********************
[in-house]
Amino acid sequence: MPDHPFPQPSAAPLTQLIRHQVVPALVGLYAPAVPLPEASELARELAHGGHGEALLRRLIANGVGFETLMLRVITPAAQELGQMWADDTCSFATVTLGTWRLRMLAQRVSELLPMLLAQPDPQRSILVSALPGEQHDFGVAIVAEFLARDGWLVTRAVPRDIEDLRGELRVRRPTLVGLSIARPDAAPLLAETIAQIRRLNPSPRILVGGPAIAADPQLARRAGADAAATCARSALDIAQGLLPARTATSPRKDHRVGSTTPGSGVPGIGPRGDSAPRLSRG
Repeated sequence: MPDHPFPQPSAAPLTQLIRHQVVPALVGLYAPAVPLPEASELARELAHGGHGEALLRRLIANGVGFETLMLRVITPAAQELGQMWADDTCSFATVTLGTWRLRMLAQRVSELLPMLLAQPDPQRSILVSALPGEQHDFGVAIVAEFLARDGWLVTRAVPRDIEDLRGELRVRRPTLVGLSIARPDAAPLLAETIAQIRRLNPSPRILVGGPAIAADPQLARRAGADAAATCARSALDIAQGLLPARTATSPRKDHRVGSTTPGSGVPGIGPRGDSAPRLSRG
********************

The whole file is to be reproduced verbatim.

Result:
[in-house]
Amino acid sequence: MPDHPFPQPSAAPLTQLIRHQVVPALVGLYAPAVPLPEASELARELAHGGHGEALLRRLIANGVGFETLMLRVITPAAQELGQMWADDTCSFATVTLGTWRLRMLAQRVSELLPMLLAQPDPQRSILVSALPGEQHDFGVAIVAEFLARDGWLVTRAVPRDIEDLRGELRVRRPTLVGLSIARPDAAPLLAETIAQIRRLNPSPRILVGGPAIAADPQLARRAGADAAATCARSALDIAQGLLPARTATSPRKDHRVGSTTPGSGVPGIGPRGDSAPRLSRG
Repeated sequence: MPDHPFPQPSAAPLTQLIRHQVVPALVGLYAPAVPLPEASELARELAHGGHGEALLRRLIANGVGFETLMLRVITPAAQELGQMWADDTCSFATVTLGTWRLRMLAQRVSELLPMLLAQPDPQRSILVSALPGEQHDFGVAIVAEFLARDGWLVTRAVPRDIEDLRGELRVRRPTLVGLSIARPDAAPLLAETIAQIRRLNPSPRILVGGPAIAADPQLARRAGADAAATCARSALDIAQGLLPARTATSPRKDHRVGSTTPGSGVPGIGPRGDSAPRLSRG